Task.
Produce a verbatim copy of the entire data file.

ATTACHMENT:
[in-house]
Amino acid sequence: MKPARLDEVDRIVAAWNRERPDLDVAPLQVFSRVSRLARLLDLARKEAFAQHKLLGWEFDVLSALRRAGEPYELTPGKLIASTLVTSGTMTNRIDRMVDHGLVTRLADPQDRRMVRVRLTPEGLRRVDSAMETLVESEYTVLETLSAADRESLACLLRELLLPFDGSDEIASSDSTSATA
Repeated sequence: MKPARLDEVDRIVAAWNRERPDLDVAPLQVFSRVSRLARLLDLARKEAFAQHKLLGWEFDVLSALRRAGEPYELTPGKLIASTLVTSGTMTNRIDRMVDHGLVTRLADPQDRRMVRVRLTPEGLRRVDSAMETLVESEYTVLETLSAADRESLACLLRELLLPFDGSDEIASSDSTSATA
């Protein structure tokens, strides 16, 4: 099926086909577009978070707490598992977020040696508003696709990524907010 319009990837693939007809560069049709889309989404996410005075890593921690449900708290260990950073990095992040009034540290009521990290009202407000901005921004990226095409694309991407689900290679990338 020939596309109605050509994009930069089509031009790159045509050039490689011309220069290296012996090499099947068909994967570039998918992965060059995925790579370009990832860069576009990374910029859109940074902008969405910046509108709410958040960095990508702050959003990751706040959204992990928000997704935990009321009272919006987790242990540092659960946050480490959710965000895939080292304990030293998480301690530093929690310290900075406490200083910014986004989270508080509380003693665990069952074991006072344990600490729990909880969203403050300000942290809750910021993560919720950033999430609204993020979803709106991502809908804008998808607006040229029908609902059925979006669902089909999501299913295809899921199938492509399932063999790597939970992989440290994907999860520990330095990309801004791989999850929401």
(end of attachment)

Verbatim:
[in-house]
Amino acid sequence: MKPARLDEVDRIVAAWNRERPDLDVAPLQVFSRVSRLARLLDLARKEAFAQHKLLGWEFDVLSALRRAGEPYELTPGKLIASTLVTSGTMTNRIDRMVDHGLVTRLADPQDRRMVRVRLTPEGLRRVDSAMETLVESEYTVLETLSAADRESLACLLRELLLPFDGSDEIASSDSTSATA
Repeated sequence: MKPARLDEVDRIVAAWNRERPDLDVAPLQVFSRVSRLARLLDLARKEAFAQHKLLGWEFDVLSALRRAGEPYELTPGKLIASTLVTSGTMTNRIDRMVDHGLVTRLADPQDRRMVRVRLTPEGLRRVDSAMETLVESEYTVLETLSAADRESLACLLRELLLPFDGSDEIASSDSTSATA
């Protein structure tokens, strides 16, 4: 099926086909577009978070707490598992977020040696508003696709990524907010 319009990837693939007809560069049709889309989404996410005075890593921690449900708290260990950073990095992040009034540290009521990290009202407000901005921004990226095409694309991407689900290679990338 020939596309109605050509994009930069089509031009790159045509050039490689011309220069290296012996090499099947068909994967570039998918992965060059995925790579370009990832860069576009990374910029859109940074902008969405910046509108709410958040960095990508702050959003990751706040959204992990928000997704935990009321009272919006987790242990540092659960946050480490959710965000895939080292304990030293998480301690530093929690310290900075406490200083910014986004989270508080509380003693665990069952074991006072344990600490729990909880969203403050300000942290809750910021993560919720950033999430609204993020979803709106991502809908804008998808607006040229029908609902059925979006669902089909999501299913295809899921199938492509399932063999790597939970992989440290994907999860520990330095990309801004791989999850929401």